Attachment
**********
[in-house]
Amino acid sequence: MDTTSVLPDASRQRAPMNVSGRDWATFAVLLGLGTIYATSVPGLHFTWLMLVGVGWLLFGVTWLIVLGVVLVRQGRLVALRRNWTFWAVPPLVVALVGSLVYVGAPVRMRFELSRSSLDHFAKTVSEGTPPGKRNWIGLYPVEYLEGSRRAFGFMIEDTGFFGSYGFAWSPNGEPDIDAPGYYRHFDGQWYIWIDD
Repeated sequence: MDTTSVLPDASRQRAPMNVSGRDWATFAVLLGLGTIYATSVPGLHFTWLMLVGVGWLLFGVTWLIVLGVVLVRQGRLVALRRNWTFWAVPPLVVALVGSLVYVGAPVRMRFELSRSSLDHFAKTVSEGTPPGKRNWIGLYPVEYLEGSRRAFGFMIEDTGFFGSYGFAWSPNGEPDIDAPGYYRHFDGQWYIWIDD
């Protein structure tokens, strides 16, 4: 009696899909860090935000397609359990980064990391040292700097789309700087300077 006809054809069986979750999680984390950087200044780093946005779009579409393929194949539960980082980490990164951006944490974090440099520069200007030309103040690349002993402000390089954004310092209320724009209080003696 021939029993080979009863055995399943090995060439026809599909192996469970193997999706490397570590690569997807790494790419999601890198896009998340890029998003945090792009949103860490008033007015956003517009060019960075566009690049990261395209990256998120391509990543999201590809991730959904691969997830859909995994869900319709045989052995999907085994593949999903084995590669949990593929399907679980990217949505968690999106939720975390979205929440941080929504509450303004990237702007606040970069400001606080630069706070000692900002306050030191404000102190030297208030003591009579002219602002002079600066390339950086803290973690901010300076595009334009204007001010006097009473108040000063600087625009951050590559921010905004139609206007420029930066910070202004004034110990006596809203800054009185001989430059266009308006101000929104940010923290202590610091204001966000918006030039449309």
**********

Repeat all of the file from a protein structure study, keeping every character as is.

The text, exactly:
[in-house]
Amino acid sequence: MDTTSVLPDASRQRAPMNVSGRDWATFAVLLGLGTIYATSVPGLHFTWLMLVGVGWLLFGVTWLIVLGVVLVRQGRLVALRRNWTFWAVPPLVVALVGSLVYVGAPVRMRFELSRSSLDHFAKTVSEGTPPGKRNWIGLYPVEYLEGSRRAFGFMIEDTGFFGSYGFAWSPNGEPDIDAPGYYRHFDGQWYIWIDD
Repeated sequence: MDTTSVLPDASRQRAPMNVSGRDWATFAVLLGLGTIYATSVPGLHFTWLMLVGVGWLLFGVTWLIVLGVVLVRQGRLVALRRNWTFWAVPPLVVALVGSLVYVGAPVRMRFELSRSSLDHFAKTVSEGTPPGKRNWIGLYPVEYLEGSRRAFGFMIEDTGFFGSYGFAWSPNGEPDIDAPGYYRHFDGQWYIWIDD
């Protein structure tokens, strides 16, 4: 009696899909860090935000397609359990980064990391040292700097789309700087300077 006809054809069986979750999680984390950087200044780093946005779009579409393929194949539960980082980490990164951006944490974090440099520069200007030309103040690349002993402000390089954004310092209320724009209080003696 021939029993080979009863055995399943090995060439026809599909192996469970193997999706490397570590690569997807790494790419999601890198896009998340890029998003945090792009949103860490008033007015956003517009060019960075566009690049990261395209990256998120391509990543999201590809991730959904691969997830859909995994869900319709045989052995999907085994593949999903084995590669949990593929399907679980990217949505968690999106939720975390979205929440941080929504509450303004990237702007606040970069400001606080630069706070000692900002306050030191404000102190030297208030003591009579002219602002002079600066390339950086803290973690901010300076595009334009204007001010006097009473108040000063600087625009951050590559921010905004139609206007420029930066910070202004004034110990006596809203800054009185001989430059266009308006101000929104940010923290202590610091204001966000918006030039449309």